Making Decisions with Others - Deepak Azad
“Great leaders vacuum up chaos” - The Stay SaaSy post uses this as a nice way to describe one really important function of managers. We have to be entropy-fighters, reducing chaos and uncertainty about how a project will go forward, what priorities should be, what are good next steps for a team members career, and any of a number of other things. And one key point they make:
The fancier your title, the more you must avoid causing chaos.
This is something that a lot of new managers (including myself at the time) don’t get. Once you’re a manager, you can accidentally sow chaos by musing aloud about some idea that just crossed your mind, or asking lots of questions about stuff that doesn’t matter but you’re just personally curious about.
All that chaos reduction means making decisions, especially in the face of uncertainty. That’s really hard for some of us in research. I probably like many of us, was trained in academia. My wife was trained in the Emergency Room. One of us is much better at decisive decision making! The other of us prefers to thoroughly and leisurely analyze things, maybe read a couple books first. No points for guessing who is who.
The short Hurt and Dye article urges us to lean into uncertainty in decision making, by accepting the uncertainty and acting anyway:
Ground yourself in your values
Stay focused on what matters most.
Make the best, next, small, bold decision.
Show up with confident humility, and
Preparing for the pivot.
The article by Azad counsels us to have clarity about your decision making process, especially decisions large enough to have to think about RACI:
What decision needs to be made?
What’s the timeline of the decision making?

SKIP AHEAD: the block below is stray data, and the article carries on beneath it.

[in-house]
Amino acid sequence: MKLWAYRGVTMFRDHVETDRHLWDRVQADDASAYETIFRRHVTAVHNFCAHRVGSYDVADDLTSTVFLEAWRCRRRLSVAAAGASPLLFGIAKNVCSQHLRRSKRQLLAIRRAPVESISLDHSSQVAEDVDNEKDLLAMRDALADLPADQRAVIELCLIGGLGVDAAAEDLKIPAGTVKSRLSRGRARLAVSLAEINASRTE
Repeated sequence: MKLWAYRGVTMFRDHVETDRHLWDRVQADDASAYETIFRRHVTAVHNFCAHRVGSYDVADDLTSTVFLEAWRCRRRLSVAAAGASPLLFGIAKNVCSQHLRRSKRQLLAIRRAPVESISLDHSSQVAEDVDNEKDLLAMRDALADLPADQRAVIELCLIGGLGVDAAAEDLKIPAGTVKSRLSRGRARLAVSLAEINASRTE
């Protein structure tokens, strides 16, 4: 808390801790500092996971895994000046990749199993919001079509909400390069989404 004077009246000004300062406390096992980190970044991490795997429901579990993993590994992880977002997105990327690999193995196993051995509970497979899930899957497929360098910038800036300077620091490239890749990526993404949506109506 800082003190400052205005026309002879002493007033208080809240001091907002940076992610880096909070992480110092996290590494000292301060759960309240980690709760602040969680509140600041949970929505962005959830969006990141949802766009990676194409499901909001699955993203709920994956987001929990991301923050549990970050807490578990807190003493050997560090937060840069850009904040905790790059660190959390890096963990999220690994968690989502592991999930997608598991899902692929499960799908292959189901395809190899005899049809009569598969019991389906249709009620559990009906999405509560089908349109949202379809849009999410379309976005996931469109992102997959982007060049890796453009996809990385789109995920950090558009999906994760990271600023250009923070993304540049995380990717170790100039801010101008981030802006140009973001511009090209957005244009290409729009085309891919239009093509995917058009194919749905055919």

Who will do the work and arrive at a decision?
Who are the stakeholders?
Who will ratify or veto the decision?
Who will need to be informed of the decision?
When can you revisit a decision?
Even for smaller decisions, being clear with yourself about what decision needs to be made now, setting a timeline for the decision making, understanding the consequences are of making the decision, and being clear on how easy or hard it is to revisit the decision later has made the decision making process a lot easier for me. Now it’s like one book, tops.
Managing Your Own Career
Why Asking for Advice Is More Effective Than Asking for Feedback - Jaewon Yoon , Hayley Blunden, Ariella Kristal and Ashley Whillans
A nice older article that crossed my desk again arguing that you’ll get more open and useful input from a broader range of people people by asking for “advice” than “feedback”. As always, you don’t need to follow every piece of advice you get, but you should at least take the advice seriously enough to consider.
A manager’s story about using Trello to manage work and life tasks to feel more organized and less stressed.
I haven’t adopted everything from Getting Things Done, but two things that I absolutely swear by that the author finds useful with the system described here:
Get tasks out of your head and onto paper/todo app/whatever as soon as possible
Keep all such things in one place - not a “life” and “work” one.
Myself, I’ve got a paper journal for the day and am using Omnifocus as the “data lake” of todo tasks. It doesn’t quite work, something like Trello could easily be better.
Singer lets you convert data between record-based file formats by defining an intermediate representation. So for instance if you write a ‘tap’ to read data in out of an API, it becomes trivial to output it to database tables, csvs, or to google sheets, where targets are already written. Hmm.
An old debugging warstory - email wouldn’t go more than 500 miles.
An update from twitter about their security hack, posted the day after the event. Researchers deserve at least as much transparency about the systems and software they use for science as do the users of a free social media site.
More for the “files are bad, actually” folder. Can applications recover from fsync() failures? Spoiler - mostly no.
Azure has followed AWS with beginning releasing a series of “Well-Architected Framework” documents. Having a set of reference architectures and guidelines makes it much easier for teams to get started.
Google’s released a really cool autodifferentiation package for python called jax.
A random forest model for choosing the right cloud provider and instance type for a HPC-type application.
A link shorting service implemented entirely in Github Pages and Github Actions.
A templating system for JSON, YAML, or ini config files.